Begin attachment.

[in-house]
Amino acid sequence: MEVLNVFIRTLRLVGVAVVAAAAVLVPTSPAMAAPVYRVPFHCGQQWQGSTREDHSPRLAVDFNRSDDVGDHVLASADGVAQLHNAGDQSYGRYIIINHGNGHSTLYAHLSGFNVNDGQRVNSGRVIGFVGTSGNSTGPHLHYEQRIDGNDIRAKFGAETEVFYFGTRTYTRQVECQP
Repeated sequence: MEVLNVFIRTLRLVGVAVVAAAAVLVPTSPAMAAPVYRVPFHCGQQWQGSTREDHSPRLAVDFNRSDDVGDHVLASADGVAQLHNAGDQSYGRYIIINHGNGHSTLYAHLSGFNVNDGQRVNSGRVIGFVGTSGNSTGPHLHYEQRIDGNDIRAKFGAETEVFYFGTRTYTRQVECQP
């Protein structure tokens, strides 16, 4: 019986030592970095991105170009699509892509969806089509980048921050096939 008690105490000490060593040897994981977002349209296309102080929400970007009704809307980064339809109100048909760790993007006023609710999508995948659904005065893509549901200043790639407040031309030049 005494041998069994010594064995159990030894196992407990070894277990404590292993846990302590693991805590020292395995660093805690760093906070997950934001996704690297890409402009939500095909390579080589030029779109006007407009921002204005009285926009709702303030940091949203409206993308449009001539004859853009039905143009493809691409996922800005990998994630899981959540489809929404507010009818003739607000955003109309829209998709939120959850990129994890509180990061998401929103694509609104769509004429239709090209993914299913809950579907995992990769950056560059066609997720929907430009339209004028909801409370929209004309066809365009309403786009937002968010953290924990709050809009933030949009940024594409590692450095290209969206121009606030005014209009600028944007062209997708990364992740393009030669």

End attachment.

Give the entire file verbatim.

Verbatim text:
[in-house]
Amino acid sequence: MEVLNVFIRTLRLVGVAVVAAAAVLVPTSPAMAAPVYRVPFHCGQQWQGSTREDHSPRLAVDFNRSDDVGDHVLASADGVAQLHNAGDQSYGRYIIINHGNGHSTLYAHLSGFNVNDGQRVNSGRVIGFVGTSGNSTGPHLHYEQRIDGNDIRAKFGAETEVFYFGTRTYTRQVECQP
Repeated sequence: MEVLNVFIRTLRLVGVAVVAAAAVLVPTSPAMAAPVYRVPFHCGQQWQGSTREDHSPRLAVDFNRSDDVGDHVLASADGVAQLHNAGDQSYGRYIIINHGNGHSTLYAHLSGFNVNDGQRVNSGRVIGFVGTSGNSTGPHLHYEQRIDGNDIRAKFGAETEVFYFGTRTYTRQVECQP
């Protein structure tokens, strides 16, 4: 019986030592970095991105170009699509892509969806089509980048921050096939 008690105490000490060593040897994981977002349209296309102080929400970007009704809307980064339809109100048909760790993007006023609710999508995948659904005065893509549901200043790639407040031309030049 005494041998069994010594064995159990030894196992407990070894277990404590292993846990302590693991805590020292395995660093805690760093906070997950934001996704690297890409402009939500095909390579080589030029779109006007407009921002204005009285926009709702303030940091949203409206993308449009001539004859853009039905143009493809691409996922800005990998994630899981959540489809929404507010009818003739607000955003109309829209998709939120959850990129994890509180990061998401929103694509609104769509004429239709090209993914299913809950579907995992990769950056560059066609997720929907430009339209004028909801409370929209004309066809365009309403786009937002968010953290924990709050809009933030949009940024594409590692450095290209969206121009606030005014209009600028944007062209997708990364992740393009030669």